El retórico / José Antonio Ramos Sucre

The Rhetorician

A clay lamp, used by the Romans, outlines a shaded figure on the wall. The disciple of the Alexandrians combats the victory of Christianity, making the nonsense and ignorance of its founders look uncouth and eclipsing the austerity of the parishioners by means of an elegant and demure sobriety. He writes dissertations to contrast the stupid fable of the sons of the desert with the juvenile myth of the ancient Greeks. He observes an inferior humanity about him, stubbornly following a coarse and absurd doctrine and he becomes aware of the extinction of the privileged class of the senator and officiant. He looks at the universal conspiracy, directed towards the extermination of jubilation and the ruin of beauty, the return and definitive establishment of the ancient ghosts of chaos and nothingness and he throws himself into the arms of desperation. He has just heard about the sacrifice of Hypatia in a disorder of the masses, animated against the fame and existence of the select woman by the envy of a few uncouth monks, and he decides to take shelter and perish from hunger in the sanctuary of the Muses.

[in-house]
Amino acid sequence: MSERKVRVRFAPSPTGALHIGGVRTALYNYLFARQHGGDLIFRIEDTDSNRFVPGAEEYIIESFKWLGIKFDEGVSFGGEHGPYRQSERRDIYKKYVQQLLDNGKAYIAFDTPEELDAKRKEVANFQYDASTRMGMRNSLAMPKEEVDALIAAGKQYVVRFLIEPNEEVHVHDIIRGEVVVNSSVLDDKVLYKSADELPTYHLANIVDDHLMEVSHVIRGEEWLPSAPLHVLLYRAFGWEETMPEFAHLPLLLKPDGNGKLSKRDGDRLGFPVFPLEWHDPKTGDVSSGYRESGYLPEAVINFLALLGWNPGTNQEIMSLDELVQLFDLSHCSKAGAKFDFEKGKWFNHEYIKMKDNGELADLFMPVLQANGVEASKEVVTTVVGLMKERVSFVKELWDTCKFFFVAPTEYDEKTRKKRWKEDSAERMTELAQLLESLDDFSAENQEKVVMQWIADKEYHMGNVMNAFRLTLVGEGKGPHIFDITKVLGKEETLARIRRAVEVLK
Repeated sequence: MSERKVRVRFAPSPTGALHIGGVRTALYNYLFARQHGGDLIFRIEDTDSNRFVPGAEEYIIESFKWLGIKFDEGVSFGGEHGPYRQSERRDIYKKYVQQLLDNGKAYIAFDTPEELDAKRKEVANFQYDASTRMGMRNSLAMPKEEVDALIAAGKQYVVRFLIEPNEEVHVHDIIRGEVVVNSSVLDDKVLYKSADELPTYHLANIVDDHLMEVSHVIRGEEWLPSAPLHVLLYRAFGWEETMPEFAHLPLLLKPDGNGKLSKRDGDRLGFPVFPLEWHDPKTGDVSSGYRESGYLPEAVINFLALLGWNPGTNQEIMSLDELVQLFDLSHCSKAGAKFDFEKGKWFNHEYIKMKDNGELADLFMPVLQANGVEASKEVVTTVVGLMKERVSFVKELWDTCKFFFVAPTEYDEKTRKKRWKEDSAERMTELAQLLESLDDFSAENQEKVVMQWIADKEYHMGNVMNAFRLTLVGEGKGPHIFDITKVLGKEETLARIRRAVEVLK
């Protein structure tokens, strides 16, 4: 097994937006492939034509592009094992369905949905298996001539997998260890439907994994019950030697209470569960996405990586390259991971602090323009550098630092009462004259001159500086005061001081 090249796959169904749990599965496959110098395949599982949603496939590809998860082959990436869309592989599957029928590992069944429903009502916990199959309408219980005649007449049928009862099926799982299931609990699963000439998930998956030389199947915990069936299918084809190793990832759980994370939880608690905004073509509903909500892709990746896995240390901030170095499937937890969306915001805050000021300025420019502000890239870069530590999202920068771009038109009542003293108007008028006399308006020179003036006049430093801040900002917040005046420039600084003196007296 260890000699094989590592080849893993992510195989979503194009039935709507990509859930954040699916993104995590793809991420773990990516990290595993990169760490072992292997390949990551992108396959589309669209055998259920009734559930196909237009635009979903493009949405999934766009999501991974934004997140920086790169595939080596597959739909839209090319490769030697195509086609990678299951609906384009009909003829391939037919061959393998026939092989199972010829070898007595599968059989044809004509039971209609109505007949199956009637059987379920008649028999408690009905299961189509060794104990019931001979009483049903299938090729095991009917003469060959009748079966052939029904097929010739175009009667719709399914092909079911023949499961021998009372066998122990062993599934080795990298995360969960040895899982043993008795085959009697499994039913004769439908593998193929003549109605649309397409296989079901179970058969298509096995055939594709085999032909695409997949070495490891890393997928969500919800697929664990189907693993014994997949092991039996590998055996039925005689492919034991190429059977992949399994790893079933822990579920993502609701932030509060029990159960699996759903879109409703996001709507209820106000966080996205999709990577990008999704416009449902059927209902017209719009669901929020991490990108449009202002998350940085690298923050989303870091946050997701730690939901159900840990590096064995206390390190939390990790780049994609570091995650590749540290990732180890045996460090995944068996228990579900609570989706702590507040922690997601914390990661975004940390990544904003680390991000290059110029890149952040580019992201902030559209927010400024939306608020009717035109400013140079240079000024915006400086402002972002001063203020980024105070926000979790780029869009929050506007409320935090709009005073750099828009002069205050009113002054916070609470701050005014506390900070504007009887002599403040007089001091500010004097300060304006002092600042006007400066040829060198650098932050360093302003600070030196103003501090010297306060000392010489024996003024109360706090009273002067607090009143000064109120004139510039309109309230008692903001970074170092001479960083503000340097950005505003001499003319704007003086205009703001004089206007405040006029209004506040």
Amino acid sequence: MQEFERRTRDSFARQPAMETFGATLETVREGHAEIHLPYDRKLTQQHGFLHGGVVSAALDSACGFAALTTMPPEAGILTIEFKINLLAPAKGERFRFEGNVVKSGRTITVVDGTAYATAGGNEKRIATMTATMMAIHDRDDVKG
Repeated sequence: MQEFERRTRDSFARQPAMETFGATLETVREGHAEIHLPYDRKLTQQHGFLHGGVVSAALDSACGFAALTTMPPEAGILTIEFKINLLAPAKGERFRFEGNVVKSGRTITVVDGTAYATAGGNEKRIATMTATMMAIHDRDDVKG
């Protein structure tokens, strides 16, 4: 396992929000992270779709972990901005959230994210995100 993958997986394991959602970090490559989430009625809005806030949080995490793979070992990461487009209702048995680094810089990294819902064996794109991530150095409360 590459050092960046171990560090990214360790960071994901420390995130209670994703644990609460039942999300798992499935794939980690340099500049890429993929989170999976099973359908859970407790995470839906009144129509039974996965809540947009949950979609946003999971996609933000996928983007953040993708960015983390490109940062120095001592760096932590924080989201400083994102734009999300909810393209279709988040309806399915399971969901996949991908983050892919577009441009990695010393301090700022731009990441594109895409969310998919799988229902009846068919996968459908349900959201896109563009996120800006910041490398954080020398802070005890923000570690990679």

Las formas del fuego (1929)

{ José Antonio Ramos Sucre, Obra completa, Caracas: Biblioteca Ayacucho, 1989 }

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